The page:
Wastewater plant plan

Syd Brown
Syd Brown
A plan to fast-track up to $11.6 million in spending on the Tahuna wastewater treatment plant will be scrutinised by Dunedin city councillors next week.

Cr Syd Brown, the chairman of the council's new finance, strategy and development committee, said he would be checking the proposal carefully over the next few days.

He expected plenty of questions when it was discussed by councillors at Monday's meeting of the infrastructure services committee.

Council staff this week unveiled the proposal to bring forward up to $11.6 million in loans - nearly doubling capital spending on the project for this financial year to $30.1 million - to complete stage two of the Tahuna project by September 1 next year.

The project had slipped behind schedule in recent months, but needed to be completed by the time an existing Otago Regional Council consent expired on September 1.

The proposed change would not increase the project's overall cost, but could add up to $1.49 million to loan-servicing costs in the 2011-12 financial year, and a further $900,000 in 2012-13, council water and waste services manager John Mackie said.

Staff believed they had identified savings of $984,000 to offset the extra costs, but the increase came at a time when the new council and council chief executive Jim Harland were stressing the need to make savings.

Cr Brown - one of those calling for savings - told the Otago Daily Times he would "definitely" be asking questions on Monday.

There was wide public support for the Tahuna project, but the proposal would have to go through a "testing process" and was not guaranteed to proceed, Cr Brown said.

"My understanding is it [Tahuna] is a very high priority for council ... But that has to be balanced with the impact on the community.

"Because there is a desire to bring work forward, we have to weigh that up when we look at prioritising their request with the impact that it has on the community and the outcomes that will be received from it.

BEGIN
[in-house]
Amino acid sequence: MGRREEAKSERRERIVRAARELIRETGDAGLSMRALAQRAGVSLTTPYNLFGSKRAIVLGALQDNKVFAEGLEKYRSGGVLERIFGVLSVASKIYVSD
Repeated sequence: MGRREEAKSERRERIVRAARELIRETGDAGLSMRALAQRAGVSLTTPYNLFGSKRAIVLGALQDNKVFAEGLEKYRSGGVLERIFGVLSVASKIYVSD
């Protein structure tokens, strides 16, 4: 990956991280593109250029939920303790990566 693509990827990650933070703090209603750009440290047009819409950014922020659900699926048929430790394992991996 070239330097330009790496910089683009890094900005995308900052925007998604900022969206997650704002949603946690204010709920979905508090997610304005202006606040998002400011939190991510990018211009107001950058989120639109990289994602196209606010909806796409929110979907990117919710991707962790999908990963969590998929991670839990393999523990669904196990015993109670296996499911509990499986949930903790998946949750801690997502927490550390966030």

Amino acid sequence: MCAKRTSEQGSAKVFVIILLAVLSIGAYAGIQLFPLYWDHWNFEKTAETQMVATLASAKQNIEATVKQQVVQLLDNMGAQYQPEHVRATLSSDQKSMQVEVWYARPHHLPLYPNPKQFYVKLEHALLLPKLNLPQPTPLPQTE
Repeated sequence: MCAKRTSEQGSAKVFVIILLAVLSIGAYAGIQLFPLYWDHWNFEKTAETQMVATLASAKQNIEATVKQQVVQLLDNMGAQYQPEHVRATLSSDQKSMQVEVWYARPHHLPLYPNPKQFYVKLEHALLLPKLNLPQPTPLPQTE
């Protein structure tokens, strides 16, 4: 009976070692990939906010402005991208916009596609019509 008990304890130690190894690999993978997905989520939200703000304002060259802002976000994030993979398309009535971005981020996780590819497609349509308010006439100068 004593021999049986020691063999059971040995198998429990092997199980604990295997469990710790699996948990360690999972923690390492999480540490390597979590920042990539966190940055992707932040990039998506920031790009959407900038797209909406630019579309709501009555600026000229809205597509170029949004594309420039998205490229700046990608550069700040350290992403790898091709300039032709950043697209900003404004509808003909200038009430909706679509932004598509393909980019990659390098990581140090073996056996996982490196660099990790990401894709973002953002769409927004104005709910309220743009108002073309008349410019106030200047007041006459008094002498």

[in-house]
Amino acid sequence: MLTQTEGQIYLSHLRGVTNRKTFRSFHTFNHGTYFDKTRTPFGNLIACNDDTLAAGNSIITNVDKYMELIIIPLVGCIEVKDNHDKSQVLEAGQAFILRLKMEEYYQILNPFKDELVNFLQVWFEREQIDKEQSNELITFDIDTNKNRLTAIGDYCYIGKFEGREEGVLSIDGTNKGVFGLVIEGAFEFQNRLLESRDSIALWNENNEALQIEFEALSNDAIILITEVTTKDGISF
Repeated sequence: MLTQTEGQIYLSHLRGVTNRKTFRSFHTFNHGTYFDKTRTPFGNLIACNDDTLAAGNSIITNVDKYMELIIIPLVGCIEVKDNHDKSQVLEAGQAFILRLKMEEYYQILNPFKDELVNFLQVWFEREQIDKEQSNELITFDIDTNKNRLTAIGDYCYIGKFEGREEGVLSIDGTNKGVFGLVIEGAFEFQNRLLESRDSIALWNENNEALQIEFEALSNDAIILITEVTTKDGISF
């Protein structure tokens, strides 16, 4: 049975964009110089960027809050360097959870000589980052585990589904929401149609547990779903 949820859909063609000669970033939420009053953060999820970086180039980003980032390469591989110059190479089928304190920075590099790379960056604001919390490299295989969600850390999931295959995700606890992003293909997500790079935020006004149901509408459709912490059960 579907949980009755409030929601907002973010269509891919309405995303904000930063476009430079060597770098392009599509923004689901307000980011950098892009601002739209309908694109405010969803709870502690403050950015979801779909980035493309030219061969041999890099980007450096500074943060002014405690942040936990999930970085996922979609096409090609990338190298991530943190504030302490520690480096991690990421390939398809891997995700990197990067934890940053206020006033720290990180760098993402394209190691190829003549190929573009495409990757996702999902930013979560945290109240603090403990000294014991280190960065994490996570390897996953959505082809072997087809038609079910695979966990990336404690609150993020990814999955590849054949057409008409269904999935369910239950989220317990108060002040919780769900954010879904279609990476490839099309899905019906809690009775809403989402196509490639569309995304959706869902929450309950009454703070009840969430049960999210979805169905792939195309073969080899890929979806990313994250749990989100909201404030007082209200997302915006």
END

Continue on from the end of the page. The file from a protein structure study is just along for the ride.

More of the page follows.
"I don't want to send a signal it's going to get a tick without some scrutiny."

Mayor Dave Cull said the decision was "a tough one", but the cost of deferring the work would have to be considered against the overall savings achieved by fast-tracking it.

"If we want to save money overall we'll do it sooner and spend money sooner and, if we want to spread it out, it will cost more overall. Cr Andrew Noone, chairman of the infrastructure services committee, said the focus on savings was something that happened within the council every year, but the Tahuna project had already "been through the mill".

A review as part of the last round of annual plan deliberations had resulted in the waste-to-energy component of the project being deferred, to save money and "soften the impact on the ratepayer", he said.

No project was "untouchable", but debate and progress towards completing Tahuna dated back more than 20 years, and the project had strong community support, he believed.

"At the end of the day, the community and the council are committed to this project. And it's not additional expenditure; it's bringing the expenditure forward."

However, decisions made on Monday could have a knock-on effect when councillors prioritised capital projects as part of 2011-12 annual plan deliberations early next year, he said.

"This could create some influence on some of the other decisions we make later on."

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